Recent Submissions

  • Wellbeing and Health in Ireland’s over 50s 2009-2016

    TILDA; Trinity College Dublin (The Irish Longitudinal Study on Ageing, 2018-11-28)
  • Child & Adolescent Emergency Mental Health Crisis: A Neglected Cohort

    McNicholas, F; University College Dublin (Irish Medical Journal, 2018-11)
  • Caring for the caregivers: Evaluation of the effect of an eight-week pilot mindful self-compassion (MSC) training program on nurses' compassion fatigue and resilience.

    Delaney, Martin C; School of Education, University of Aberdeen (Plos One, 2018-01-01)
    Nurses vicariously exposed to the suffering of those in their care are at risk of compassion fatigue. Emerging research suggests that self-compassion interventions may provide protective factors and enhance resilience. This pilot study examined the effect of an eight-week Mindful Self-Compassion (MSC) training intervention on nurses' compassion fatigue and resilience and participants' lived experience of the effect of the training. This observational mixed research pilot study adopted an evaluation design framework. It comprised of a single group and evaluated the effects of a pilot MSC intervention by analyzing the pre- and post-change scores in self-compassion, mindfulness, secondary trauma, burnout, compassion satisfaction, and resilience. The sample of the nurses' (N = 13) written responses to the question, "How did you experience the effect of this pilot MSC training?" were also analyzed. The Pre- to Post- scores of secondary trauma and burnout declined significantly and were negatively associated with self-compassion (r = -.62, p = .02) (r = -.55, p = .05) and mindfulness (r = -.54, p = .05). (r = -.60, p = .03), respectively. Resilience and compassion satisfaction scores increased. All variables demonstrated a large effect size: Mean (M) Cohen's d = 1.23. The qualitative emergent themes corroborated the quantitative findings and expanded the understanding about how MSC on the job practices enhanced nurses' coping. This is the first study to examine the effect of a pilot (MSC) training program on nurses' compassion fatigue and resilience in this new area of research. It provides some preliminary empirical evidence in support of the theorized benefits of self-compassion training for nurses. However, further research, such as a Randomized Control Trial (RCT) with a larger sample size and a longitudinal study, is required to see if the benefits of self-compassion training are sustainable.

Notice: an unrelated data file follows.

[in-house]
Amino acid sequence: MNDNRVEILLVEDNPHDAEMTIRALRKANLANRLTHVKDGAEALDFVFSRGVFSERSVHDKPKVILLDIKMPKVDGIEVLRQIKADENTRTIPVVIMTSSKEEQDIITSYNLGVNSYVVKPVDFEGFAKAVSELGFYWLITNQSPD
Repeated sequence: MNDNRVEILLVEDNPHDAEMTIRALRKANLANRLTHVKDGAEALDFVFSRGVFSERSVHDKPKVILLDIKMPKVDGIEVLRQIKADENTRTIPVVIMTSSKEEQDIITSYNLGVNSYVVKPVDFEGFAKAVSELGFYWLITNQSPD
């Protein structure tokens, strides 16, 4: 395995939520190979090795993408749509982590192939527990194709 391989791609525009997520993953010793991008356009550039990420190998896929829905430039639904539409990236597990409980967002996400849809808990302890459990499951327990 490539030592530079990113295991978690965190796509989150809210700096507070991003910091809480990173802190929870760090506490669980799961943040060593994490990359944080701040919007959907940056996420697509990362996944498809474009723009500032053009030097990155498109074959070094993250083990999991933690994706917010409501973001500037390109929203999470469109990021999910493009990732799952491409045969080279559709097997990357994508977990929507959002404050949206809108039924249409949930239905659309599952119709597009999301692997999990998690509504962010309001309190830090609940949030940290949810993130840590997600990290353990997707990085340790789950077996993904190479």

• Irish Hip Fracture Database National Report 2017